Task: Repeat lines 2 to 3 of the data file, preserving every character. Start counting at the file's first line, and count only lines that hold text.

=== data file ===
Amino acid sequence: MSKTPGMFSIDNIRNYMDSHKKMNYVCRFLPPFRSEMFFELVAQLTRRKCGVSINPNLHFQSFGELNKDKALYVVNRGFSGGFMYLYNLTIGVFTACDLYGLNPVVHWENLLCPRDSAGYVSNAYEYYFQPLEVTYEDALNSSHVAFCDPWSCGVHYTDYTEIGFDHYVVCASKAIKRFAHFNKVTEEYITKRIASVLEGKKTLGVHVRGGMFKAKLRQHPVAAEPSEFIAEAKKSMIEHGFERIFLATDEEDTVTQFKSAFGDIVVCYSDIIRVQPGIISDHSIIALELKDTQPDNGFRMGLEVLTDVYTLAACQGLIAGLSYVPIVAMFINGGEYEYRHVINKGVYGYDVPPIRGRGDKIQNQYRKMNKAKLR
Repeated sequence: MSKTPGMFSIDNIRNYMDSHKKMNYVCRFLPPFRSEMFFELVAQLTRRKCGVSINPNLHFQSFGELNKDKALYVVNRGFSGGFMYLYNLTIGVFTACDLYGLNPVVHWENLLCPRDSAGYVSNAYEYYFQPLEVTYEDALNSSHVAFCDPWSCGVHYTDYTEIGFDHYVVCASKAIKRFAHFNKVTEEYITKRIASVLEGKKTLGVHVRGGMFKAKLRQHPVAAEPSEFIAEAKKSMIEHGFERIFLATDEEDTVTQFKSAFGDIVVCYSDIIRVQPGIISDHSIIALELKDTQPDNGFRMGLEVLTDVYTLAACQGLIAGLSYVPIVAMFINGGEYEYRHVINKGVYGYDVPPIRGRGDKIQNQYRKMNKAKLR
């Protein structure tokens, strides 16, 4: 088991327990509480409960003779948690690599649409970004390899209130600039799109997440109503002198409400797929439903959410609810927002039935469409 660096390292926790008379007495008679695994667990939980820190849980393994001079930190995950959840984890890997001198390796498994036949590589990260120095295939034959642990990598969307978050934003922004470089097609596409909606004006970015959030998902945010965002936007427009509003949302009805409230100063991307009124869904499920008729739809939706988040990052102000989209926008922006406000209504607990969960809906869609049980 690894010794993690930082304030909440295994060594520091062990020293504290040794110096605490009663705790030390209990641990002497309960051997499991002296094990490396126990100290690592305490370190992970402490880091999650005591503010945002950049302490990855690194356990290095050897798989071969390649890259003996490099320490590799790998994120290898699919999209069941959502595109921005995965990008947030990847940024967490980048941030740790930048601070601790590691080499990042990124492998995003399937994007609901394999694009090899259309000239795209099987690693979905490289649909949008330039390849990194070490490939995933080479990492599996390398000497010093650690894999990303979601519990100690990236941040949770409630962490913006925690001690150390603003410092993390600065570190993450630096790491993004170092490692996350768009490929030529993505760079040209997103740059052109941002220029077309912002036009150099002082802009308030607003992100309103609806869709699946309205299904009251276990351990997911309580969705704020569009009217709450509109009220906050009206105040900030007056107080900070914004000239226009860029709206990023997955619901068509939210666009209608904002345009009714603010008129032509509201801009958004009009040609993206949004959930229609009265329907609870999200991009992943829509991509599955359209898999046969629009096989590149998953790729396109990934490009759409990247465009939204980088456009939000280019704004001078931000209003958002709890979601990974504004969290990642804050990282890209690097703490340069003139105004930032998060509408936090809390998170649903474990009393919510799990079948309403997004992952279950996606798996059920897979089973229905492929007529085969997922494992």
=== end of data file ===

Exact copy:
Repeated sequence: MSKTPGMFSIDNIRNYMDSHKKMNYVCRFLPPFRSEMFFELVAQLTRRKCGVSINPNLHFQSFGELNKDKALYVVNRGFSGGFMYLYNLTIGVFTACDLYGLNPVVHWENLLCPRDSAGYVSNAYEYYFQPLEVTYEDALNSSHVAFCDPWSCGVHYTDYTEIGFDHYVVCASKAIKRFAHFNKVTEEYITKRIASVLEGKKTLGVHVRGGMFKAKLRQHPVAAEPSEFIAEAKKSMIEHGFERIFLATDEEDTVTQFKSAFGDIVVCYSDIIRVQPGIISDHSIIALELKDTQPDNGFRMGLEVLTDVYTLAACQGLIAGLSYVPIVAMFINGGEYEYRHVINKGVYGYDVPPIRGRGDKIQNQYRKMNKAKLR
């Protein structure tokens, strides 16, 4: 088991327990509480409960003779948690690599649409970004390899209130600039799109997440109503002198409400797929439903959410609810927002039935469409 660096390292926790008379007495008679695994667990939980820190849980393994001079930190995950959840984890890997001198390796498994036949590589990260120095295939034959642990990598969307978050934003922004470089097609596409909606004006970015959030998902945010965002936007427009509003949302009805409230100063991307009124869904499920008729739809939706988040990052102000989209926008922006406000209504607990969960809906869609049980 690894010794993690930082304030909440295994060594520091062990020293504290040794110096605490009663705790030390209990641990002497309960051997499991002296094990490396126990100290690592305490370190992970402490880091999650005591503010945002950049302490990855690194356990290095050897798989071969390649890259003996490099320490590799790998994120290898699919999209069941959502595109921005995965990008947030990847940024967490980048941030740790930048601070601790590691080499990042990124492998995003399937994007609901394999694009090899259309000239795209099987690693979905490289649909949008330039390849990194070490490939995933080479990492599996390398000497010093650690894999990303979601519990100690990236941040949770409630962490913006925690001690150390603003410092993390600065570190993450630096790491993004170092490692996350768009490929030529993505760079040209997103740059052109941002220029077309912002036009150099002082802009308030607003992100309103609806869709699946309205299904009251276990351990997911309580969705704020569009009217709450509109009220906050009206105040900030007056107080900070914004000239226009860029709206990023997955619901068509939210666009209608904002345009009714603010008129032509509201801009958004009009040609993206949004959930229609009265329907609870999200991009992943829509991509599955359209898999046969629009096989590149998953790729396109990934490009759409990247465009939204980088456009939000280019704004001078931000209003958002709890979601990974504004969290990642804050990282890209690097703490340069003139105004930032998060509408936090809390998170649903474990009393919510799990079948309403997004992952279950996606798996059920897979089973229905492929007529085969997922494992």